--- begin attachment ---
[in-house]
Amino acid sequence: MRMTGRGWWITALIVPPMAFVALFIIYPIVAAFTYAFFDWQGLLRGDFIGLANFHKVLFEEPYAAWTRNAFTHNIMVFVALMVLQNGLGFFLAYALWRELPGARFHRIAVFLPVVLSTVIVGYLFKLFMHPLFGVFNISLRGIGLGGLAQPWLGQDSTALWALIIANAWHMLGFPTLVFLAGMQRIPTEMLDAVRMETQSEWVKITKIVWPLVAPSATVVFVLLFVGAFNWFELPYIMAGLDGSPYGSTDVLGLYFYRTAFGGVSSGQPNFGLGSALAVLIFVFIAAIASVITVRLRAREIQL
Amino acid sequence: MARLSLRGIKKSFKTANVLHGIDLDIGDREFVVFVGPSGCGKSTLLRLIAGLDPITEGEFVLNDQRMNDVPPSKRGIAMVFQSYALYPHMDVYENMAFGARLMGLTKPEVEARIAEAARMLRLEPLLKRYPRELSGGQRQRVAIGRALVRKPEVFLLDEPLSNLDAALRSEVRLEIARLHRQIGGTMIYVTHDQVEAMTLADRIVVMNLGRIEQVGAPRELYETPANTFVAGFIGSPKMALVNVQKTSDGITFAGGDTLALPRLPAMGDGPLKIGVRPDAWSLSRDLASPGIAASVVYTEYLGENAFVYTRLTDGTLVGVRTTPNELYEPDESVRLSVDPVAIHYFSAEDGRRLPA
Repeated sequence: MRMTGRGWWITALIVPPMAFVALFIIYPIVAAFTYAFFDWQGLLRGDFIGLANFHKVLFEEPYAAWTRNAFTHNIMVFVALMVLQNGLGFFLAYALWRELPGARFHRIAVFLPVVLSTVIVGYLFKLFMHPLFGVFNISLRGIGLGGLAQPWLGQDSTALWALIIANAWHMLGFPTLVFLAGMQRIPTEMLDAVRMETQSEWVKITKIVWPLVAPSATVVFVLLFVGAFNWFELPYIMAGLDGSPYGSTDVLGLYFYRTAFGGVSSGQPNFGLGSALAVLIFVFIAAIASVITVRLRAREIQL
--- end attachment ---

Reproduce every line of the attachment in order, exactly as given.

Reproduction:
[in-house]
Amino acid sequence: MRMTGRGWWITALIVPPMAFVALFIIYPIVAAFTYAFFDWQGLLRGDFIGLANFHKVLFEEPYAAWTRNAFTHNIMVFVALMVLQNGLGFFLAYALWRELPGARFHRIAVFLPVVLSTVIVGYLFKLFMHPLFGVFNISLRGIGLGGLAQPWLGQDSTALWALIIANAWHMLGFPTLVFLAGMQRIPTEMLDAVRMETQSEWVKITKIVWPLVAPSATVVFVLLFVGAFNWFELPYIMAGLDGSPYGSTDVLGLYFYRTAFGGVSSGQPNFGLGSALAVLIFVFIAAIASVITVRLRAREIQL
Amino acid sequence: MARLSLRGIKKSFKTANVLHGIDLDIGDREFVVFVGPSGCGKSTLLRLIAGLDPITEGEFVLNDQRMNDVPPSKRGIAMVFQSYALYPHMDVYENMAFGARLMGLTKPEVEARIAEAARMLRLEPLLKRYPRELSGGQRQRVAIGRALVRKPEVFLLDEPLSNLDAALRSEVRLEIARLHRQIGGTMIYVTHDQVEAMTLADRIVVMNLGRIEQVGAPRELYETPANTFVAGFIGSPKMALVNVQKTSDGITFAGGDTLALPRLPAMGDGPLKIGVRPDAWSLSRDLASPGIAASVVYTEYLGENAFVYTRLTDGTLVGVRTTPNELYEPDESVRLSVDPVAIHYFSAEDGRRLPA
Repeated sequence: MRMTGRGWWITALIVPPMAFVALFIIYPIVAAFTYAFFDWQGLLRGDFIGLANFHKVLFEEPYAAWTRNAFTHNIMVFVALMVLQNGLGFFLAYALWRELPGARFHRIAVFLPVVLSTVIVGYLFKLFMHPLFGVFNISLRGIGLGGLAQPWLGQDSTALWALIIANAWHMLGFPTLVFLAGMQRIPTEMLDAVRMETQSEWVKITKIVWPLVAPSATVVFVLLFVGAFNWFELPYIMAGLDGSPYGSTDVLGLYFYRTAFGGVSSGQPNFGLGSALAVLIFVFIAAIASVITVRLRAREIQL